Luckily for the Padres, Owens proved to be extremely versatile with the glove. Growing up in the Reds’ organization as a middle infielder, Owens eventually was forced out of his natural area. Bret Boone and Pokey Reese both came with high regards as prospects, so he learned to play the outfield and third base. By the time he tried out for the Padres in 1999, Owens showed the ability to play every position on the diamond except for pitcher and catcher.
Through the first 31 games of the 1999 season, he only recorded 10 hits in 45 at-bats. A .522 OPS through May 1o was not going to cut it, and there was fear inside the outfielder that his baseball career would be over. On the 11th of May, Owens started a home game against the Marlins and went 2-for-3 with a walk. He started the next night and went 2-for-4 in the final game of the homestand. Bruce Bochy penciled Ownes into the first two games of the team’s upcoming road trip in Cincinnati. The outfielder responded by going 4-for-7 in the two games, scoring four runs for the Friars. By May 29, his OPS was at .806, and the Padres found a way to get him in the lineup daily. That first year with the Padres, Owens played first, second, and third base plus each outfield spot. He was a sparkplug and a versatile one at that.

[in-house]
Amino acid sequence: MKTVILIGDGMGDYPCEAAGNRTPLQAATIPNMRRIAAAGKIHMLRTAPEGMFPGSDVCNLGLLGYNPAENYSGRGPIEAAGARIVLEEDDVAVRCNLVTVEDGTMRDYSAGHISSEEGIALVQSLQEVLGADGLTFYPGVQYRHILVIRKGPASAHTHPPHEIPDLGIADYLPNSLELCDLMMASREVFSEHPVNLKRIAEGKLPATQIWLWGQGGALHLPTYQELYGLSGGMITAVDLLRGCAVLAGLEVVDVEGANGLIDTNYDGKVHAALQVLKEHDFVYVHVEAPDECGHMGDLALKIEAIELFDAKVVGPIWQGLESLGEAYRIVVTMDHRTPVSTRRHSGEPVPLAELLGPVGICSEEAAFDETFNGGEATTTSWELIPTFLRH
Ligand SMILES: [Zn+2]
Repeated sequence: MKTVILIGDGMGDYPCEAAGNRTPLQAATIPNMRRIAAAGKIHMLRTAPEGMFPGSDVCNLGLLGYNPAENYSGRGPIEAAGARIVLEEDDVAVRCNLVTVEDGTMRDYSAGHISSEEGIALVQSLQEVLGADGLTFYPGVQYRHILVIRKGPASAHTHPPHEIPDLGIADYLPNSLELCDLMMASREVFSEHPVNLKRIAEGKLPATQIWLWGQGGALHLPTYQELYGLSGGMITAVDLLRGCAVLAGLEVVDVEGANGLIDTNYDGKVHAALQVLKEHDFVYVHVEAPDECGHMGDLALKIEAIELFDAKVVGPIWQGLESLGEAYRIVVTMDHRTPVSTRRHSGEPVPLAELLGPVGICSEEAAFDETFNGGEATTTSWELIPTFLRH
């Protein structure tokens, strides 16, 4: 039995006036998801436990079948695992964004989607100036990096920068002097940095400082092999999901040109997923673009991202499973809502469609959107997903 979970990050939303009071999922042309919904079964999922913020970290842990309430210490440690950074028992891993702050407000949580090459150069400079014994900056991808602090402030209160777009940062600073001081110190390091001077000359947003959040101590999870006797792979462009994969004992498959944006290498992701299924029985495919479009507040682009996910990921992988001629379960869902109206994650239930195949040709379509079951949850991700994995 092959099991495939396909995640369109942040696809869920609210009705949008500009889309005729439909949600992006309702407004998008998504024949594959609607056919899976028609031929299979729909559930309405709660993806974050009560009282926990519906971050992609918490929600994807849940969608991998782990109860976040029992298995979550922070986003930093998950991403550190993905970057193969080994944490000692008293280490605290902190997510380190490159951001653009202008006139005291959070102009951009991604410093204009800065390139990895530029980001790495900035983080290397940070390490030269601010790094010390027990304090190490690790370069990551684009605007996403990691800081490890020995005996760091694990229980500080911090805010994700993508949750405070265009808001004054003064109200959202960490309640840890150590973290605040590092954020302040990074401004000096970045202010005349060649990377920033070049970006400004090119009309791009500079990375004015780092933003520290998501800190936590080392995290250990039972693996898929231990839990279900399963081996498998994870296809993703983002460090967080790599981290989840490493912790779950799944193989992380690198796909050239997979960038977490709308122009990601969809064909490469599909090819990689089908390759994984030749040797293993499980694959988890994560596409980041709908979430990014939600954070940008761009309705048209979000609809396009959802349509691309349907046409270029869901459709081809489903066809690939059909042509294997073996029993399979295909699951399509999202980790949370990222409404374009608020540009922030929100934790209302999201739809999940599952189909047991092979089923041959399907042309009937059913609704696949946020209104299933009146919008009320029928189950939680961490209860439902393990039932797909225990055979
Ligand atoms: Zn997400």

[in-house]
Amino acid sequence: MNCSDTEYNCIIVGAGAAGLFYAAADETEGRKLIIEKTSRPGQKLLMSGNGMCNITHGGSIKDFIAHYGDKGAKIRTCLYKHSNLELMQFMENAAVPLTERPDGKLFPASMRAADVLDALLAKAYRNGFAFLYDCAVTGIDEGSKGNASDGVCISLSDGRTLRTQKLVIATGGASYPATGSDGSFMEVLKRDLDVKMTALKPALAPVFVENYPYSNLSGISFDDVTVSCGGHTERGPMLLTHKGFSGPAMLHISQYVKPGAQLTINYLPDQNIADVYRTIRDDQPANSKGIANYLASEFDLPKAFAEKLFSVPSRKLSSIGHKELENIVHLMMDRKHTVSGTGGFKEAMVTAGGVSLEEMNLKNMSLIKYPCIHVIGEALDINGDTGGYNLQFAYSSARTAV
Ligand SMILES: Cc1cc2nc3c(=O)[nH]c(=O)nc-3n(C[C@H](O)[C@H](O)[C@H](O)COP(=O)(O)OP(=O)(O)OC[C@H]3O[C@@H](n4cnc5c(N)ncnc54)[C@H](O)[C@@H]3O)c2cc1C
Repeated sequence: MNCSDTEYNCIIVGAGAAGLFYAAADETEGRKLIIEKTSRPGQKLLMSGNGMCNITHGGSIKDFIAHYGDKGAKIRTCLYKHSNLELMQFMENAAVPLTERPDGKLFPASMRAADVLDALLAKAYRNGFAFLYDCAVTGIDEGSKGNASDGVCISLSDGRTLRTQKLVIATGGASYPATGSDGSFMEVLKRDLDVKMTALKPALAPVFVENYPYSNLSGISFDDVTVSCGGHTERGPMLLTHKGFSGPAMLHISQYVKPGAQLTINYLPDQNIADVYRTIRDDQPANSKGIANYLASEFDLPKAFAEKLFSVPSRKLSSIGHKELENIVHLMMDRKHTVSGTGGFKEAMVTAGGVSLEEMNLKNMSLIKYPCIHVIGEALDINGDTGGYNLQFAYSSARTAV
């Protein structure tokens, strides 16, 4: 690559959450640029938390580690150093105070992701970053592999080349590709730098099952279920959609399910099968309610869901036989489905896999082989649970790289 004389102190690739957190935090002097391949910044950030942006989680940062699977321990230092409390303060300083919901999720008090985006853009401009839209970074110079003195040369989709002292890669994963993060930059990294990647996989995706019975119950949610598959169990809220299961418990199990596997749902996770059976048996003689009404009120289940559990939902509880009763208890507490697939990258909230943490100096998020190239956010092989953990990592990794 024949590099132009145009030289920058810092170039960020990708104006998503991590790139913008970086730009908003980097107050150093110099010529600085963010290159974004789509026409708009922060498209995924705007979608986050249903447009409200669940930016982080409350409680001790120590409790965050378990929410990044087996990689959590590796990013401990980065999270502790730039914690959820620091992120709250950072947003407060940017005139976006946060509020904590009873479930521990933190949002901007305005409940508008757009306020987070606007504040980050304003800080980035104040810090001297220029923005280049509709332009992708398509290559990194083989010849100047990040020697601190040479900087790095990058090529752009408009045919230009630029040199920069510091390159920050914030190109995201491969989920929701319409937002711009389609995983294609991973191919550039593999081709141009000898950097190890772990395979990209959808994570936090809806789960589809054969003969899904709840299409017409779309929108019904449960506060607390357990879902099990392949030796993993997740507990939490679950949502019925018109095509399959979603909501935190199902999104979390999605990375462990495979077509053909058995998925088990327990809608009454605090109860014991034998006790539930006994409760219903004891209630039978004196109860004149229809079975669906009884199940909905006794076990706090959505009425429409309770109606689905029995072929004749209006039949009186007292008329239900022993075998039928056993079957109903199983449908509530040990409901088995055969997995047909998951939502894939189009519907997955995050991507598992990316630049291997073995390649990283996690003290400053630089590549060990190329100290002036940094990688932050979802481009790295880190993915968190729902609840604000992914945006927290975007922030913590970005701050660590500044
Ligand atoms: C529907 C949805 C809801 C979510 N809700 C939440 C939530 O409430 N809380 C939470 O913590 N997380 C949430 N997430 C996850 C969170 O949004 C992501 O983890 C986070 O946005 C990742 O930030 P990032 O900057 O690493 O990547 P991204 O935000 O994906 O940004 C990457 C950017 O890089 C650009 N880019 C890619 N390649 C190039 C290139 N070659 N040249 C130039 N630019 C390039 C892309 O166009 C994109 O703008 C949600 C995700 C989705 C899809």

Tony Gwynn was a huge influence on Eric Owens. The duo spent hours on end in the batting cage and the video room going over details. Gwynn enjoyed Owens’ style of play and had no problem sharing information with him. “Tony Gwynn took me under his wing. It all clicked for some reason. It all worked out, and that’s the best I have ever hit in my life,” Owens recollected about his time with the future Hall-of-Famer. There is no doubt that having Tony Gwynn on your side is a huge bonus. Owens devoured the information Gwynn fed him. “I felt like I couldn’t get out. It just kept pumping my confidence,” Owens said.